The effort to root out identity fraud in Maine’s unemployment insurance system has delayed establishing federal programs to aid jobless Mainers.

From the week ending May 30 to the week ending June 20, the Maine Department of Labor canceled roughly 23,900 initial claims and 41,000 weekly certifications that were determined to be fraudulent – a total of 64,900 claims.

Tackling the widespread fraud allegedly perpetrated by organized criminal groups put a strain on the understaffed department, derailing efforts to deliver benefits to Mainers covered under federal unemployment programs, Labor Commissioner Laura Fortman said in a Thursday briefing to lawmakers.

“The people who are working to put those flags and filters in place on our computer program are the same people we need to use to design and implement some of the federal programs,” she said.

One example is the Pandemic Unemployment Assistance program, which provides benefits to people who are self-employed or work on contract and do not qualify for state unemployment benefits.

Maine enacted that program in May, but because of complications with income verification, the state pays each claimant a base benefit of $172 a week. The intent was to get money to people quickly, then determine how much of a weekly benefit they should receive based on their prior income, up to $445 a week at the time.

Income verification was meant to occur in late May, around the time the department discovered widespread fraud problems in its system, Fortman said.

The result is that thousands of workers have only received the lowest amount, plus a $600-per-week added federal benefit, for more than a month.

The department has no specific date for when those people will start receiving correct benefits and retroactive pay, but Fortman said it will be soon. About half the people receiving PUA benefits will not have to provide income documents because Maine Revenue Services will be able to verify their income, she told lawmakers.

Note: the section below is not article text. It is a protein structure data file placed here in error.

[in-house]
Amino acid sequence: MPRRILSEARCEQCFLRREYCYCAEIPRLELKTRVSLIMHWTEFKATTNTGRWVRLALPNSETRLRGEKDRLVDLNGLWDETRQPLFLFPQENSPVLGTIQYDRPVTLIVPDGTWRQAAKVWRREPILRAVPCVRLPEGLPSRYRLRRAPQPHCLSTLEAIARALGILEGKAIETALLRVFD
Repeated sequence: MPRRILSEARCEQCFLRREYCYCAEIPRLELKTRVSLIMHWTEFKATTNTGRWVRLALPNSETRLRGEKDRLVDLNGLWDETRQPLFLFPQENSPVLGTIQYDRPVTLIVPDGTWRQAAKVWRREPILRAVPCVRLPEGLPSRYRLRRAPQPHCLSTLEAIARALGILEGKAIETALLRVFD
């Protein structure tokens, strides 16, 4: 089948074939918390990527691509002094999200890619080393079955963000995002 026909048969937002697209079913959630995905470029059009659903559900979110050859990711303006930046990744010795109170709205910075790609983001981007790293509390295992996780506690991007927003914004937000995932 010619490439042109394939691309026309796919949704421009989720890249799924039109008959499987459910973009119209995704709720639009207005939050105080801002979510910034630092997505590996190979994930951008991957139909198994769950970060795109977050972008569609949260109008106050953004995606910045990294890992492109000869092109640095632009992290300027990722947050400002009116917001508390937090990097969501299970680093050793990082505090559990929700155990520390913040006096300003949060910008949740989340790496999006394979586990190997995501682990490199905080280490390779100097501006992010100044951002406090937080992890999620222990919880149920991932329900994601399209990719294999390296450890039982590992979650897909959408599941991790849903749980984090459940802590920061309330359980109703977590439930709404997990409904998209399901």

The second delayed benefit is Pandemic Emergency Unemployment Compensation, available to people who have exhausted their unemployment benefits. Those eligible for that program have been filing under PUA, but will be shifted over to the correct program starting next week.

“Our goal is to get benefits into the hands of people,” Fortman said.

Inadequate staffing is still the biggest bottleneck the department has to face with the system’s increased demand and responsibilities, she told lawmakers. The labor department is on a hiring push to bring on dozens of extra staff.

Even with staffing problems, Maine is currently delivering benefits to 82.5 percent of claimants, Fortman said. That is higher than some states such as Arizona, which delivers to only 50 percent of claimants, but below Maryland and Michigan, which are above 90 percent, she said.

“We are aspiring and doing our best to continue to increase our processing rates so we are able to meet or exceed the levels” of those states, Fortman said.

The number of  jobless claims fell slightly in Maine last week as the state Department of Labor continued to root out identity fraud within the system.

About 4,500 Mainers filed initial unemployment claims last week as the labor department canceled thousands more fraudulent claims. The total number of state and federal claims filed in Maine was 5,600, which included 1,100 duplicate claims caused by overlap between the two systems.

The total number of initial claims filed was down slightly from 5,900 the previous week, filed by about 5,000 individual Mainers.

State and federal authorities have said that organized criminals used personal information stolen during data breaches to file for benefits under other people’s names. The department temporarily halted payments in late May to root out fake claims.

About 64,400 weekly certifications were filed last week for state unemployment, it said. In addition, about 26,400 weekly certifications were filed under the federal Pandemic Unemployment Assistance program. Weekly certifications must be filed by claimants every week in order to continue to receive unemployment benefits.

Maine’s official unemployment rate in May was 9.3 percent, but is actually closer to 18 percent after correcting for data irregularities.

Nationally, claims for unemployment benefits declined slightly to 1.48 million last week, the 12th straight drop and a sign that layoffs are slowing but are still at a painfully high level.

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